Zen Master Yunmen is a masterwork for anyone interested in the history and nature of a tradition that defies both.

 

By Ty Phillips

How does one accurately describe the nature of Zen?

We can, of course, delve into its origination in China as the great Chan tradition, the influential patriarchs, its migration into Korea, Vietnam and Japan and the traditions that blossomed there. But that’s little more than a history lesson. History is valuable, but it does nothing to describe the true nature of a thing.

Urs App offers us both history and insight into the Chan tradition by being both a biographer and interpreter of the great Chan Master Yunmen. His covering of the life and teachings offers us just as much of a look into the life of the master as it does into the nature and meaning of his teachings and the nature of Chan as a whole.

Zen Master Yunmen: His Life and Essential Sayings is a readable scholastic work of breathtaking simplicity. Urs gives us a lesson in insight just as much as he does on the tradition itself.

Zen Master Yunmen is a masterwork for anyone interested in the history and nature of a tradition that defies both. Like all great teachers, Urs takes us on a journey that makes the mundane gripping—a feat hard to do in a tradition that thrives on removing all and yet offering all.

One of the most striking sections of the book was the offering on the use of koans. A koan is a nonsensical riddle that forces the observer to be aware of the nature of self in order to take the meaning and offer it back to the master. Over the generations, many students have struggled with the koans given by their teachers, and many authors have struggled to put into writing what they hold; like a master of both words and wisdom, Urs delivers.

I was refreshed and enlightened by his book. It will be a tool I’ll often use as I try to wrestle with my own insights on the nature of self and awareness. In my own statement, I recall a section from Yunmen:

“Someone asked Yunmen, ‘Though this is constantly my most pressing concern, I cannot find any way in. Please, Master, show me a way in!’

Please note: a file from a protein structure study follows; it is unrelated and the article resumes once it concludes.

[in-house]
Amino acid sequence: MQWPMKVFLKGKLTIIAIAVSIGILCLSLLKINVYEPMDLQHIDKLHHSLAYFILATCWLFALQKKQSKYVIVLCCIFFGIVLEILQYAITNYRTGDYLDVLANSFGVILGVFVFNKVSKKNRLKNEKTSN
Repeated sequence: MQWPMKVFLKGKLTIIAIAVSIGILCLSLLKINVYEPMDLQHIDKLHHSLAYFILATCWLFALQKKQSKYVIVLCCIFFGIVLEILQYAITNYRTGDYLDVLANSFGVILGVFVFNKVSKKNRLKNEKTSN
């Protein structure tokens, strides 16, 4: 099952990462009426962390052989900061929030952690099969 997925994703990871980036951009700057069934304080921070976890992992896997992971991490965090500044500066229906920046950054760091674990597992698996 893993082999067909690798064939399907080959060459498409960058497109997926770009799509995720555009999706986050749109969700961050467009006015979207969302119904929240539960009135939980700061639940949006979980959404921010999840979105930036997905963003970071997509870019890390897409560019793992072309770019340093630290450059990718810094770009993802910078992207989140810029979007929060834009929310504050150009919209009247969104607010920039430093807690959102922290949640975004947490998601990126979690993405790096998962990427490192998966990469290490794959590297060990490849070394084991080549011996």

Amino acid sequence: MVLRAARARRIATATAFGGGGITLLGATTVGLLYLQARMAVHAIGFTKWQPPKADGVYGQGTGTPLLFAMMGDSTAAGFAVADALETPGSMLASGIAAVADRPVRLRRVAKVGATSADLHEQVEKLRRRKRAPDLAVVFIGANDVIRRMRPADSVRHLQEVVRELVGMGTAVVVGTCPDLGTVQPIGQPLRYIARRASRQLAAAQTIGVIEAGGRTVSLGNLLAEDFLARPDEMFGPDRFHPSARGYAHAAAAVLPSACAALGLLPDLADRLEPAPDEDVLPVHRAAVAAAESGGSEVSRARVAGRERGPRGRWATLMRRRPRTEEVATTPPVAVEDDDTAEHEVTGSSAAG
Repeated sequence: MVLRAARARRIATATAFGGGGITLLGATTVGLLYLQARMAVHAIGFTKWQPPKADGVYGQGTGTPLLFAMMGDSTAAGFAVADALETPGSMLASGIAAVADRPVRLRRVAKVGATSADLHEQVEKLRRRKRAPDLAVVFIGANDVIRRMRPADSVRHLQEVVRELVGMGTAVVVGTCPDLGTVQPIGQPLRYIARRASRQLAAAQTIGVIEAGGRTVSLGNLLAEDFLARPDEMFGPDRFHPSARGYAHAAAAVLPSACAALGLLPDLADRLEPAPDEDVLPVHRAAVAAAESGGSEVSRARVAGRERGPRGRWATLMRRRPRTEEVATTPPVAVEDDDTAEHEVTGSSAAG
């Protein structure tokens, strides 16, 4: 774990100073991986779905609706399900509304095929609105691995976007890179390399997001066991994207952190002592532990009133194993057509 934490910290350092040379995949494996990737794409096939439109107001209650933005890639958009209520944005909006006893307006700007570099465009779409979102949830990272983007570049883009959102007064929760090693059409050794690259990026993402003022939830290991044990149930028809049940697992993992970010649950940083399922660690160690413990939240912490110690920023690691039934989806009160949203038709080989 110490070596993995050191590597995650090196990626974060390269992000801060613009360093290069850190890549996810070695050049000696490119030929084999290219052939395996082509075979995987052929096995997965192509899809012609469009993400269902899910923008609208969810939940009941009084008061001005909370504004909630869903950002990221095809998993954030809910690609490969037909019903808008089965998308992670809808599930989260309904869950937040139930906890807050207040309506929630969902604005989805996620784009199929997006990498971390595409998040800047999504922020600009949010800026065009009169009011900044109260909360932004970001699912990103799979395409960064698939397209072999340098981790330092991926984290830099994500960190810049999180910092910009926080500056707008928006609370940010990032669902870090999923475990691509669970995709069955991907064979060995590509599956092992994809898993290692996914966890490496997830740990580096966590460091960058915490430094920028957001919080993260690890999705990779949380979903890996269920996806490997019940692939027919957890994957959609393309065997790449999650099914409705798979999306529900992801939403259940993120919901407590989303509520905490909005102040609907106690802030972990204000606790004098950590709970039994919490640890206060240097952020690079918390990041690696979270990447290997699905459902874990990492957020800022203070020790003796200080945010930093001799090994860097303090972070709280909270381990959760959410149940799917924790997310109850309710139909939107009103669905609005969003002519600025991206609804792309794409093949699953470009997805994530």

The Master said, ‘Just in your present concern, there is a way.'”

 


Photo: (source)

Editor: John Lee Pendall

 

Were you inspired by this post? You might also like:

 

So Much More Than What You See. {Poetry}

  By Alise Versella    I have always been so much more than what you see T.S Eliot wrote the most fertile words out of a wasteland-he was a bank teller I am so much more than my day job I have a fear of public speaking Thanks to the cool kids at the front of the class...

A Buddhist Grief Observed. {Book Review}

  By Ty H. Phillips   In one week, I had received three phone calls, each one notifying me that someone else had passed away. I didn’t know the first two people very well, but the impact on my family was very real. The third phone call was like a blow to the...

The Longing Look. {Short Story}

  By Andrew Peers   Matt rinsed his mouth out and looked in the mirror. His eyes, still narrowed by sleep, made his bald head seem oriental. He leaned forward and slightly to the right to see his reflection. The rural long house was decorated in a ‘simple chic’ style,...

Poetry as a Spiritual Practice: Illuminating the Awakened Woman. {Book Review}

By Gerry Ellen   This is the third collection of poems in a trilogy of Catherine Ghosh’s poetry novels, and hands down my favorite and most cherished one. Maybe it’s my love of the waning and waxing moon cycles, maybe it’s the genuine vulnerabilities of each woman in...

Comments

comments

Ty Phillips

Co-Founder & Columnist at The Tattooed Buddha
Ty Phillips is the co-founder and director of The Tattooed Buddha. He is a father, writer, photographer and nature-lover. A lineage in the Celtic Buddhism tradition, he makes attempts to unite Anglican and Buddhist teachings in a way unique and useful to those around him. Ty has contributed to The Good Men Project, Rebelle, BeliefNet, Patheos and The Petoskey News. He is a long term Buddhist and a father to three amazing girls and a tiny dog named Fuzz. You can see his writing at The Good Men Project, BeliefNet, Rebelle Society.
(Visited 61 times, 1 visits today)